Installation of solar panels on the roof of the community of El Coquí in Salinas, Puerto Rico. Ruth Santiago / Junta Comunitaria del Poblado Coquí
“How topsoil is removed from the land changes waterways. It doesn’t just affect hardy farmland. This affects flood levels in a flood-prone city,” Santiago said, adding that a second large solar farm is being built.
Solar farms could be useful for bringing renewable energy to people who live in condos or in homes whose roofs aren’t suitable for solar panels, said Carlos Alberto Velázquez, program director at the Interstate Energy Council. renewable.
“But what we can’t do is build these systems in areas that are ecologically important or have agricultural value,” Velázquez said. “Food security is as important, if not more important, than energy security.”
According to Pierluisi, 18 large solar parks are under construction or planned in Puerto Rico.
Amid two solar parks and a coal-fired power plant in Salinas, Santiago and other community members in the El Coquí area have installed more than 25 solar panels in homes and public spaces.
Microgrid solar panels in Castañer, a community in the town of Lares, Puerto Rico. Courtesy of Carlos Alberto Velázquez/IREC
Velázquez is part of the team at the Interstate Renewable Energy Council, an organization promoting clean energy transition that last summer inaugurated a microgrid in Castañer, a community in the mountain town of Lares.
The PR100 study found that microgrids and smaller distributed systems improve the overall resilience of the island’s power system, primarily because it recovers faster after disasters.
“With the same enthusiasm, the government is approving 18 large solar farms,” Velázquez said, “it is also expected to approve hundreds of microgrid projects.”
“We have seen microgrid pilot projects work again and again. They have to become the norm,” Velázquez said, adding that work is underway to build another microgrid in the city of Maricao.
With the permanent rebuilding of the devastated power grid on the horizon, Santana is grateful to have gone solar. He predicts outages will only increase as they have lengthened and become more frequent in recent years.
Víctor Santana shows the batteries attached to the solar panels. Nicole Acevedo/NBC News
Government officials said the ongoing privatization of the power grid under Luma Energy and the recently announced Genera PR partnership will improve electricity supply.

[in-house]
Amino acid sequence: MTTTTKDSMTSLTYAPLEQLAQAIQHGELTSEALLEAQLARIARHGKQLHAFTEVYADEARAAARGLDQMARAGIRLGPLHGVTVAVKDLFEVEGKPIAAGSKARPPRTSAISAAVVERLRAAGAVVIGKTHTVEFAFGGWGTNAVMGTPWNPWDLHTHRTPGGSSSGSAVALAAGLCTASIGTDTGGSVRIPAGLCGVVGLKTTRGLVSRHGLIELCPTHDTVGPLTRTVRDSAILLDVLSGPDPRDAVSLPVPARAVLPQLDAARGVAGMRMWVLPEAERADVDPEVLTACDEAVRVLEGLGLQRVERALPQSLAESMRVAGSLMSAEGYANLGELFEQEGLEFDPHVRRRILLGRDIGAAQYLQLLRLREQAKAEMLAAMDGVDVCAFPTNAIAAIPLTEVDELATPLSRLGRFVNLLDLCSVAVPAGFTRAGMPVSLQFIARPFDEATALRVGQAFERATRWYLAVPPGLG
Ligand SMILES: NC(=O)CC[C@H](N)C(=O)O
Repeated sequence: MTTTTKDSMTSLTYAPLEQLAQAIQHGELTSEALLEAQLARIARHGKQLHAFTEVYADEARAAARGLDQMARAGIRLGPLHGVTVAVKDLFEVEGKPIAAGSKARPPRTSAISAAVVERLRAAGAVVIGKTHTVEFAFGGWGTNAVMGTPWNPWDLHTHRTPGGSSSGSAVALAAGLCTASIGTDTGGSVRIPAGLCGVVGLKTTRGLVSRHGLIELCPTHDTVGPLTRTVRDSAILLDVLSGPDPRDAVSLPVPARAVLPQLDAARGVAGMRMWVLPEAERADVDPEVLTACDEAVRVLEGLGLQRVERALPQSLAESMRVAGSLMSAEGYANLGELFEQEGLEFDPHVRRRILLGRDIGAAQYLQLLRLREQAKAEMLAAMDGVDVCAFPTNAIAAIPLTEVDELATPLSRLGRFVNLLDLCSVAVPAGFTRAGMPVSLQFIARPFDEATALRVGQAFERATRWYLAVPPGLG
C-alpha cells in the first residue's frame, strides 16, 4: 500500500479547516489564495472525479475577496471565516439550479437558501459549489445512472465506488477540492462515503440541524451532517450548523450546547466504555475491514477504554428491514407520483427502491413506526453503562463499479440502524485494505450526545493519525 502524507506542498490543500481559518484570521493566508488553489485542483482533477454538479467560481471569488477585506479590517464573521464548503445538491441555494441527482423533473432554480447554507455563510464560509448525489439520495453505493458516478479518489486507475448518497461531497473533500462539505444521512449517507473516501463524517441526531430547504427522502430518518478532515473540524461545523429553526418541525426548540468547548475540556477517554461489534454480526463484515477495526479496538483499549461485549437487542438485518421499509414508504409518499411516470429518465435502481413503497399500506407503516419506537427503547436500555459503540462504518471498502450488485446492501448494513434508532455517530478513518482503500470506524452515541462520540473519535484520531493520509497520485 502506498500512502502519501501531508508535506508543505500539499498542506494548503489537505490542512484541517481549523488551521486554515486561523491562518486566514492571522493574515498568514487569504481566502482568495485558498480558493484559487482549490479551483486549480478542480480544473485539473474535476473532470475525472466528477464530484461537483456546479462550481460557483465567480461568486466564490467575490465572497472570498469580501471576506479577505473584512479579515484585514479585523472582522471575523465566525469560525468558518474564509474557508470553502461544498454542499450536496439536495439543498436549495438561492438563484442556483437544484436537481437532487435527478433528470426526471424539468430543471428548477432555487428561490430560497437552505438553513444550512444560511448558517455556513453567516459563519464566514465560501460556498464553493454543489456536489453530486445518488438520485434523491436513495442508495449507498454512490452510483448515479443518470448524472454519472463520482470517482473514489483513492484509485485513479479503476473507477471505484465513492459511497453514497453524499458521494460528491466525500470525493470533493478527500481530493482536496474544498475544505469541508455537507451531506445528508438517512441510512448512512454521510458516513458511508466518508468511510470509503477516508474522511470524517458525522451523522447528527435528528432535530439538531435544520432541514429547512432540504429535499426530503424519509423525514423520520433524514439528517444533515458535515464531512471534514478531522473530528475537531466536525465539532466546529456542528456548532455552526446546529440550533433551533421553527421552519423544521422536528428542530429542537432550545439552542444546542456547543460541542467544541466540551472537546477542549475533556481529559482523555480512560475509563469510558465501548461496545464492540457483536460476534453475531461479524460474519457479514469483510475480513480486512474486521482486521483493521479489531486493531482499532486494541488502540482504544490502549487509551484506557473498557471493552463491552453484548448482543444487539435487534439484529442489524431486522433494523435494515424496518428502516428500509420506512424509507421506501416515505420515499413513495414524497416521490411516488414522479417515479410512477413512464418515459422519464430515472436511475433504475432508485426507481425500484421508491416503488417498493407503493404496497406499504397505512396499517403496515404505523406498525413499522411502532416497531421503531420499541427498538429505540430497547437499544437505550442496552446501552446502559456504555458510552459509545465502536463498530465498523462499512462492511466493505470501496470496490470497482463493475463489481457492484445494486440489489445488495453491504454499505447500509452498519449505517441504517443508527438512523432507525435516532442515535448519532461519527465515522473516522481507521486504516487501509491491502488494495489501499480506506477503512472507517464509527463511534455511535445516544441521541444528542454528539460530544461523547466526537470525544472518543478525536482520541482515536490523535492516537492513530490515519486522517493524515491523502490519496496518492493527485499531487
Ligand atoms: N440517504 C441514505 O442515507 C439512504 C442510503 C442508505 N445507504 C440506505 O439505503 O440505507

They each took over the island’s electricity transmission and distribution system and its power-generating units, which belonged to the Puerto Rico Electric Power Authority, the bankrupt public company solely responsible for power generation. on American territory.
Luma Energy said it has reduced its outage rate by 30% over the past year and has 251 federally funded projects to permanently rebuild the patched grid after Hurricanes Maria and Fiona.
“Our patience is at an end”
Luma is expected to present a proposal on how to permanently rebuild Puerto Rico’s energy system, which will go through a public comment period, hearings and approval by the island’s Energy Office.
“In reality, our system can be completely rebuilt in our lifetime,” Velázquez said. During this process, people must advocate for the widest possible integration of renewables into our system, “unless we want to wait another 20 years to accelerate it.”
Genera PR is expected to officially start operations in July. It has a 10-year contract to operate, maintain and dismantle the island’s power generating units, which are on average around 45 years old and are mostly fossil fuel-based.
As Puerto Rico seeks to transition to renewable energy, Genera PR will help provide “significant savings for consumers and businesses, improve reliability, and reduce the environmental impact of an aging heat generation system,” said said Wes Edens, president and CEO of Genera Das. PR parent company New Fortress announced last week.
Vila fears that Genera’s 10-year contract “will set us back in our transition to renewable energy, because we will essentially extend the life of these fossil fuel power plants”.
In Trujillo Alto, Rojas is part of a group of more than 30 people who plan to buy roofing panels together through a cooperative with the help of CAMBIO and other groups.
Rojas said his goal was to get 60 people to join the effort.
“Our power is cut in the afternoon, at night, sometimes several times a week,” Rojas said. “Our patience is at an end.”